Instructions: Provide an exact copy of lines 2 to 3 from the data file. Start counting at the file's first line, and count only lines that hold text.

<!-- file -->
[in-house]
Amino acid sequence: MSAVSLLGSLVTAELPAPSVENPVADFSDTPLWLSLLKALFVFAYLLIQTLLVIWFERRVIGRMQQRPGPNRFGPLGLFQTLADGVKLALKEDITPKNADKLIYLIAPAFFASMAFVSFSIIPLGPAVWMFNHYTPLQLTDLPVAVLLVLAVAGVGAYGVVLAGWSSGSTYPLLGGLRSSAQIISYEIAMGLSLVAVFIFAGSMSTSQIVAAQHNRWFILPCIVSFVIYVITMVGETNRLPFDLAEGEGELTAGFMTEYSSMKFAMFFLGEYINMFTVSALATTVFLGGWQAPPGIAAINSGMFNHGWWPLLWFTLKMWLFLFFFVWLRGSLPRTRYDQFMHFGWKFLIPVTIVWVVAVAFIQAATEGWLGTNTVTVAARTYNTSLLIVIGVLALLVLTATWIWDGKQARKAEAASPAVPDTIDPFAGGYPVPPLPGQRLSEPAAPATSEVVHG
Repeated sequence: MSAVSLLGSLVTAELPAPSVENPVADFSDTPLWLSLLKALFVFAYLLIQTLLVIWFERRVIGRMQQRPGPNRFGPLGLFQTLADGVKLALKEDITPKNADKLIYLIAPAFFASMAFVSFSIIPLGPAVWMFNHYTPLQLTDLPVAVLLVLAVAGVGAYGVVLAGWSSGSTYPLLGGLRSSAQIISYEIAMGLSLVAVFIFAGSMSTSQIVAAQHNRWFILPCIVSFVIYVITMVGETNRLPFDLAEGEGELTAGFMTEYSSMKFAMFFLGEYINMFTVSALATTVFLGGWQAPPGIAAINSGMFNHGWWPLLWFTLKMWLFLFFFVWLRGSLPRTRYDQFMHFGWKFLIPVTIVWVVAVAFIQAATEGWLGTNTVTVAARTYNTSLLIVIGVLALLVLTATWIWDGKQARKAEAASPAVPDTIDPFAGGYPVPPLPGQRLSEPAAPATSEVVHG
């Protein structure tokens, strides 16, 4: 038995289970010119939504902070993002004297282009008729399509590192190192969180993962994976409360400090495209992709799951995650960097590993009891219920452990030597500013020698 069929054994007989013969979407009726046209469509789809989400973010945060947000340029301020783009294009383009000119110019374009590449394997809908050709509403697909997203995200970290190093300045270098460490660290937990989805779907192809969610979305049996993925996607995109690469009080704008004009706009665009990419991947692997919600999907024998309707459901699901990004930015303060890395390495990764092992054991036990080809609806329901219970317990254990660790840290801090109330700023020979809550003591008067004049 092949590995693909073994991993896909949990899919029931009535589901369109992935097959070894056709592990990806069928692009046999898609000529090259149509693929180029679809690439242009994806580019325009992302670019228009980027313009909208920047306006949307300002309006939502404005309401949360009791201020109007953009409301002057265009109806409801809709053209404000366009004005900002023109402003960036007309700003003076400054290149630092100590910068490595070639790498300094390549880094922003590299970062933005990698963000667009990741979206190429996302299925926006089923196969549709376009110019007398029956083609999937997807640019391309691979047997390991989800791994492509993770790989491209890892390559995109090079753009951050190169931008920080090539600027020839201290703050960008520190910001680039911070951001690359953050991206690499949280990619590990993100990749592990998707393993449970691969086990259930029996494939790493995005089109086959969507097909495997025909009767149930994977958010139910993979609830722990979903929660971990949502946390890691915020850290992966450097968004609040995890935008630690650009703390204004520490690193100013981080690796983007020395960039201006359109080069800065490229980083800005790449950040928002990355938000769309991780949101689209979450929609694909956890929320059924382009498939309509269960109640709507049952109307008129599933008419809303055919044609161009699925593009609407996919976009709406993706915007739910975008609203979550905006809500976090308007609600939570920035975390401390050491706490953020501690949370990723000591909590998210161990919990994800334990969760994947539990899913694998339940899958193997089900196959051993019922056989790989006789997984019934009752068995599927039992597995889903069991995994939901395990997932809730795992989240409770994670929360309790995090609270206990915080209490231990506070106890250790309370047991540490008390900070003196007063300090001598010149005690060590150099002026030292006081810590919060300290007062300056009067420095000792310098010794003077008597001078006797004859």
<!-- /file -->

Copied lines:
Amino acid sequence: MSAVSLLGSLVTAELPAPSVENPVADFSDTPLWLSLLKALFVFAYLLIQTLLVIWFERRVIGRMQQRPGPNRFGPLGLFQTLADGVKLALKEDITPKNADKLIYLIAPAFFASMAFVSFSIIPLGPAVWMFNHYTPLQLTDLPVAVLLVLAVAGVGAYGVVLAGWSSGSTYPLLGGLRSSAQIISYEIAMGLSLVAVFIFAGSMSTSQIVAAQHNRWFILPCIVSFVIYVITMVGETNRLPFDLAEGEGELTAGFMTEYSSMKFAMFFLGEYINMFTVSALATTVFLGGWQAPPGIAAINSGMFNHGWWPLLWFTLKMWLFLFFFVWLRGSLPRTRYDQFMHFGWKFLIPVTIVWVVAVAFIQAATEGWLGTNTVTVAARTYNTSLLIVIGVLALLVLTATWIWDGKQARKAEAASPAVPDTIDPFAGGYPVPPLPGQRLSEPAAPATSEVVHG
Repeated sequence: MSAVSLLGSLVTAELPAPSVENPVADFSDTPLWLSLLKALFVFAYLLIQTLLVIWFERRVIGRMQQRPGPNRFGPLGLFQTLADGVKLALKEDITPKNADKLIYLIAPAFFASMAFVSFSIIPLGPAVWMFNHYTPLQLTDLPVAVLLVLAVAGVGAYGVVLAGWSSGSTYPLLGGLRSSAQIISYEIAMGLSLVAVFIFAGSMSTSQIVAAQHNRWFILPCIVSFVIYVITMVGETNRLPFDLAEGEGELTAGFMTEYSSMKFAMFFLGEYINMFTVSALATTVFLGGWQAPPGIAAINSGMFNHGWWPLLWFTLKMWLFLFFFVWLRGSLPRTRYDQFMHFGWKFLIPVTIVWVVAVAFIQAATEGWLGTNTVTVAARTYNTSLLIVIGVLALLVLTATWIWDGKQARKAEAASPAVPDTIDPFAGGYPVPPLPGQRLSEPAAPATSEVVHG